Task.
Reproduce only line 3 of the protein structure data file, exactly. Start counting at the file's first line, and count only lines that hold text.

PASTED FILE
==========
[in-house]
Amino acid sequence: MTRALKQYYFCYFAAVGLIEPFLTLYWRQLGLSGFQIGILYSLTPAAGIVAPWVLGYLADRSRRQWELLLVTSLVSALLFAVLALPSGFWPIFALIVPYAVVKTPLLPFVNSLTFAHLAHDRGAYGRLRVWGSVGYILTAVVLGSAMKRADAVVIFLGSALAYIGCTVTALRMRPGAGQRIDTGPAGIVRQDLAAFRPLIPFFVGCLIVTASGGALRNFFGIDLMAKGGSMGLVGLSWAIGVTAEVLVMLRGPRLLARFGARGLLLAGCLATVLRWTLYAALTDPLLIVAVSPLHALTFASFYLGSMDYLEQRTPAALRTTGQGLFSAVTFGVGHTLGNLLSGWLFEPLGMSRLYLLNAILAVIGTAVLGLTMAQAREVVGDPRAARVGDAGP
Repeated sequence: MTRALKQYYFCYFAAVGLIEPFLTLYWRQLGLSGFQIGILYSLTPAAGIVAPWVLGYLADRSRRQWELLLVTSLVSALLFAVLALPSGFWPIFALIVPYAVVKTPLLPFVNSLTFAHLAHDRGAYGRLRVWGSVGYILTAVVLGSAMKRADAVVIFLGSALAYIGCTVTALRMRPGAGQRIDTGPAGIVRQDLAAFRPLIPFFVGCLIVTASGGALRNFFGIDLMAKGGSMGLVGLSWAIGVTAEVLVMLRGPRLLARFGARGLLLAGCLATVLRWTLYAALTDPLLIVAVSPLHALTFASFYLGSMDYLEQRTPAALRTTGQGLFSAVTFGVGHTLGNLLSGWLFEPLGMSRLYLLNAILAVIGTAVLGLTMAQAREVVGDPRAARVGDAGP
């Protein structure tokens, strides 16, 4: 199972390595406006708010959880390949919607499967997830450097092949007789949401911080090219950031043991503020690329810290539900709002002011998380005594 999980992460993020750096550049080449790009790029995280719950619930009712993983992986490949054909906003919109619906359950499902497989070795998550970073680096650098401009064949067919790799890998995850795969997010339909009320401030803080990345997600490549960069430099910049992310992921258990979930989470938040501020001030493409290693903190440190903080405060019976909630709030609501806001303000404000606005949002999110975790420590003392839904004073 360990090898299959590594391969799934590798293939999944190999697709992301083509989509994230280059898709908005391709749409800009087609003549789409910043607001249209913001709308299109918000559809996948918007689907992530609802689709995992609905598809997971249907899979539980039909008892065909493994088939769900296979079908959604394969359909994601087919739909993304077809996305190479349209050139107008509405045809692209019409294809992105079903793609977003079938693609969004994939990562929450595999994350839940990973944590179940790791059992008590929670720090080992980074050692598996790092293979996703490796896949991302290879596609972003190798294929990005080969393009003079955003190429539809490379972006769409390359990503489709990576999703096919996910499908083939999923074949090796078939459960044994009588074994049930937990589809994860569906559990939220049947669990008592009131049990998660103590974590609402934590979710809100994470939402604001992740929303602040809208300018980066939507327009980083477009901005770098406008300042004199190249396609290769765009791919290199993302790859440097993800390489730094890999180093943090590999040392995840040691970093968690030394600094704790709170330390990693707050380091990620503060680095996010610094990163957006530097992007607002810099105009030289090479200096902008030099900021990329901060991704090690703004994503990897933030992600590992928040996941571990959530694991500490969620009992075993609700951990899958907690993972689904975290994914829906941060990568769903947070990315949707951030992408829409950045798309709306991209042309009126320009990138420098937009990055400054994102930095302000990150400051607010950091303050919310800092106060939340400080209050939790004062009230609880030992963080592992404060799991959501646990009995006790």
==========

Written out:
Repeated sequence: MTRALKQYYFCYFAAVGLIEPFLTLYWRQLGLSGFQIGILYSLTPAAGIVAPWVLGYLADRSRRQWELLLVTSLVSALLFAVLALPSGFWPIFALIVPYAVVKTPLLPFVNSLTFAHLAHDRGAYGRLRVWGSVGYILTAVVLGSAMKRADAVVIFLGSALAYIGCTVTALRMRPGAGQRIDTGPAGIVRQDLAAFRPLIPFFVGCLIVTASGGALRNFFGIDLMAKGGSMGLVGLSWAIGVTAEVLVMLRGPRLLARFGARGLLLAGCLATVLRWTLYAALTDPLLIVAVSPLHALTFASFYLGSMDYLEQRTPAALRTTGQGLFSAVTFGVGHTLGNLLSGWLFEPLGMSRLYLLNAILAVIGTAVLGLTMAQAREVVGDPRAARVGDAGP